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Valerie Ghent: Musician, Singer, Songwriter, Producer

valheadshotValerie Ghent is a singer-songwriter of many talents. The daughter of a violist and an electronic-music pioneer, she took up the piano at an early age and began to play the synthesizer as a teen. After an apprenticeship with record producer Mike Thorne, Ghent went on tour with Deborah Harry. At the same time, she began a long-term working relationship with Ashford & Simpson. And she has continued to perform and record with Valerie Simpson. As a solo artist, she appears in and around New York, in addition to performing in Paris and the south of France. She has produced six albums, including Unstoppable, Day to Day Dream, and Muse, with more on the way. Ghent is the founder of Songwriter’s Beat, a showcase for new writing, and Feel the Music!, a nonprofit organization that aims to help people through music.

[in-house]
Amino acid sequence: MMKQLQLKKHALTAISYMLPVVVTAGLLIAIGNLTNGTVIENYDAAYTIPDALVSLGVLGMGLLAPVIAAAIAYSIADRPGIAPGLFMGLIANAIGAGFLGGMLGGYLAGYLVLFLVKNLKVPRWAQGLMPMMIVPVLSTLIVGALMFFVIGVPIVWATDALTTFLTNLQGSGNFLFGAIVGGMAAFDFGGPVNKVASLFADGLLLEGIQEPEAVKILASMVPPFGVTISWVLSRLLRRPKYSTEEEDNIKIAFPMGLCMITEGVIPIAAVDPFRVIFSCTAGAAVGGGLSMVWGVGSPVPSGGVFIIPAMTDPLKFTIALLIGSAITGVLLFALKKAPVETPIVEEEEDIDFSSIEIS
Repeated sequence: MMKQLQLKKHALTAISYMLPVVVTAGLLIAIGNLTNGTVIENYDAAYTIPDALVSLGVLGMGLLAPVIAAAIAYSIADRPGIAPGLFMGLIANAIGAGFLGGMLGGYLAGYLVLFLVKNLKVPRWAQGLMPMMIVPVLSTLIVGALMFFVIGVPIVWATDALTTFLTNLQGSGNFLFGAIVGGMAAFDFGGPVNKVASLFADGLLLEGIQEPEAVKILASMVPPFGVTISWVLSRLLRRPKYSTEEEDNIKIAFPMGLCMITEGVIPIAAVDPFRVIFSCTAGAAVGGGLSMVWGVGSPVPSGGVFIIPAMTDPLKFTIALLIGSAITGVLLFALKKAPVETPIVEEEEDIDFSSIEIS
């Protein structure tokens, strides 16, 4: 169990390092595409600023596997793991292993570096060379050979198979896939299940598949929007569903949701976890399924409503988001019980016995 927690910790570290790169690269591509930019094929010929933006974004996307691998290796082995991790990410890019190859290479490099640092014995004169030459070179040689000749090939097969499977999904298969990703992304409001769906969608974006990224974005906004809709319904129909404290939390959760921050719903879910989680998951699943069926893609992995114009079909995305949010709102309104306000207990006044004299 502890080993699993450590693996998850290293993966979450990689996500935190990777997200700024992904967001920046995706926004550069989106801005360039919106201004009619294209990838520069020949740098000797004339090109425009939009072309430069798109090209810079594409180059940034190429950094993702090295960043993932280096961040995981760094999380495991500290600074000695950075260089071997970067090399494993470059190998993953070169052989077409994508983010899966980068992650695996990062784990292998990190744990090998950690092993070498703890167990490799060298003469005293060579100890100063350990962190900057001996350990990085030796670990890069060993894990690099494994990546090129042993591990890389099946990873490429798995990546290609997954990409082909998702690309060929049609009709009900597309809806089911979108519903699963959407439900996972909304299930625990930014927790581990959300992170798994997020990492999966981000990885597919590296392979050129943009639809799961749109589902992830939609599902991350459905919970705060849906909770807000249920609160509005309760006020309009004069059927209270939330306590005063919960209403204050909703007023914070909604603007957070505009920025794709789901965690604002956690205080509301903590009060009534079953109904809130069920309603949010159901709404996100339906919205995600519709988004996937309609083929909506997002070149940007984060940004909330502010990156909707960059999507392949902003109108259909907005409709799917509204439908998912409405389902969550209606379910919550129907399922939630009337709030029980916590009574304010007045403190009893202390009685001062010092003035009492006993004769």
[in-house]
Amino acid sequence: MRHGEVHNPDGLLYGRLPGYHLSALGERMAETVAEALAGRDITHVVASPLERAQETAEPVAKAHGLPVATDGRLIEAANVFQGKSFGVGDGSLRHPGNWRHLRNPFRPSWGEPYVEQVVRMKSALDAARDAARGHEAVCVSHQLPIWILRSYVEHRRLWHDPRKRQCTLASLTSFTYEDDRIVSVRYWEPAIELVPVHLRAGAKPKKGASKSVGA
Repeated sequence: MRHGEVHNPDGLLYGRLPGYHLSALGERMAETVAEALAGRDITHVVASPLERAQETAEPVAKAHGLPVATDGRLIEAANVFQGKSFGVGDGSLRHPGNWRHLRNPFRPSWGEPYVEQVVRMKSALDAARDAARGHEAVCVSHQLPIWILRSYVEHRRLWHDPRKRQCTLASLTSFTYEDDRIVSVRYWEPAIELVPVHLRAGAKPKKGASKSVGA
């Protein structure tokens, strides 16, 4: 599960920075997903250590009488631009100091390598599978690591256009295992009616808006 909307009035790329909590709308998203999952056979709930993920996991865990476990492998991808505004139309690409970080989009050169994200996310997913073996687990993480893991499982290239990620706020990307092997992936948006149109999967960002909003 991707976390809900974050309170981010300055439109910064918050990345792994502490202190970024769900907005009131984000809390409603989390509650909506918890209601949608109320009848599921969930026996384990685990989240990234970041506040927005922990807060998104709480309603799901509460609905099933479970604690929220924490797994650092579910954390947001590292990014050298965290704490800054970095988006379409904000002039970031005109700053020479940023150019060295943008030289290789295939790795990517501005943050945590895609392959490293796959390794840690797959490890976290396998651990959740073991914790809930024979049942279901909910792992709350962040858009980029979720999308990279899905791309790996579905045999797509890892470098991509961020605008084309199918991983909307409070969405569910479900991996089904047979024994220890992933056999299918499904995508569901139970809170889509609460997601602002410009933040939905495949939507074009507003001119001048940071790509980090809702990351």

Terry Stoller spoke with Valerie Ghent in November 2015 about her musical childhood, her early experience with synthesizers and her teen years in rock bands, her work as a recording engineer, the tour with Deborah Harry, her long association with Ashford & Simpson, her solo career, her organizations Songwriter’s Beat and Feel the Music!, and the Westbeth community of musicians.


Terry Stoller: Was it a given, coming from a musical family, that you would focus on music?

Valerie Ghent: My parents really didn’t want me to become a musician. But I grew up with music. I was singing and making up songs as a very young child.


You have a sister who also became a musician.

I have two sisters. My older sister plays the violin. My younger sister is gifted musically, but she didn’t follow a career in music. She went into the tech world.


And you were given music lessons.

From an early age, I was drawn to the piano. My parents started me on the cello at age 5, but I insisted on sticking with the piano and took lessons for a few years. I heard a lot of song ideas, and I wanted to play those. I would sit at the piano and sing melodies, and my mom would write them down and sometimes play those melodies on the viola or the violin. One time, she took one of my compositions and wrote it out for her ensemble. And when I came home from school, they played it. That was a wow moment.